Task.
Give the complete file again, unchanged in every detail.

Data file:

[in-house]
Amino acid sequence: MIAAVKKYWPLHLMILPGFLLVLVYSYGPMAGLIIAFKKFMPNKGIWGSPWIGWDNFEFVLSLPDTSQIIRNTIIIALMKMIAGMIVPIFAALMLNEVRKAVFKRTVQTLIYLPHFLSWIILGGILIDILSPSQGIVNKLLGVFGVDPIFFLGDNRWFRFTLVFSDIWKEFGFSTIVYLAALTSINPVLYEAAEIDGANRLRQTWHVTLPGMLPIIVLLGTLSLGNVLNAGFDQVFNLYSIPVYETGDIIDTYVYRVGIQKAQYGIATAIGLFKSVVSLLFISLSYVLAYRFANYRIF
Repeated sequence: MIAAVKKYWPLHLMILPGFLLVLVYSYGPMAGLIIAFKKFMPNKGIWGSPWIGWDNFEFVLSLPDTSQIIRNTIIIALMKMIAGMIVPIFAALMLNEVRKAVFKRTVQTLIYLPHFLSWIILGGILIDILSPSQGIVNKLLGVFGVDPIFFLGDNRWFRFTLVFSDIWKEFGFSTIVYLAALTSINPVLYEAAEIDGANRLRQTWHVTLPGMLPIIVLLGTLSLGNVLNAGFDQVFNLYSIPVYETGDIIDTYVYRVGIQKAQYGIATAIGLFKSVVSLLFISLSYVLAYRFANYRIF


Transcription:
[in-house]
Amino acid sequence: MIAAVKKYWPLHLMILPGFLLVLVYSYGPMAGLIIAFKKFMPNKGIWGSPWIGWDNFEFVLSLPDTSQIIRNTIIIALMKMIAGMIVPIFAALMLNEVRKAVFKRTVQTLIYLPHFLSWIILGGILIDILSPSQGIVNKLLGVFGVDPIFFLGDNRWFRFTLVFSDIWKEFGFSTIVYLAALTSINPVLYEAAEIDGANRLRQTWHVTLPGMLPIIVLLGTLSLGNVLNAGFDQVFNLYSIPVYETGDIIDTYVYRVGIQKAQYGIATAIGLFKSVVSLLFISLSYVLAYRFANYRIF
Repeated sequence: MIAAVKKYWPLHLMILPGFLLVLVYSYGPMAGLIIAFKKFMPNKGIWGSPWIGWDNFEFVLSLPDTSQIIRNTIIIALMKMIAGMIVPIFAALMLNEVRKAVFKRTVQTLIYLPHFLSWIILGGILIDILSPSQGIVNKLLGVFGVDPIFFLGDNRWFRFTLVFSDIWKEFGFSTIVYLAALTSINPVLYEAAEIDGANRLRQTWHVTLPGMLPIIVLLGTLSLGNVLNAGFDQVFNLYSIPVYETGDIIDTYVYRVGIQKAQYGIATAIGLFKSVVSLLFISLSYVLAYRFANYRIF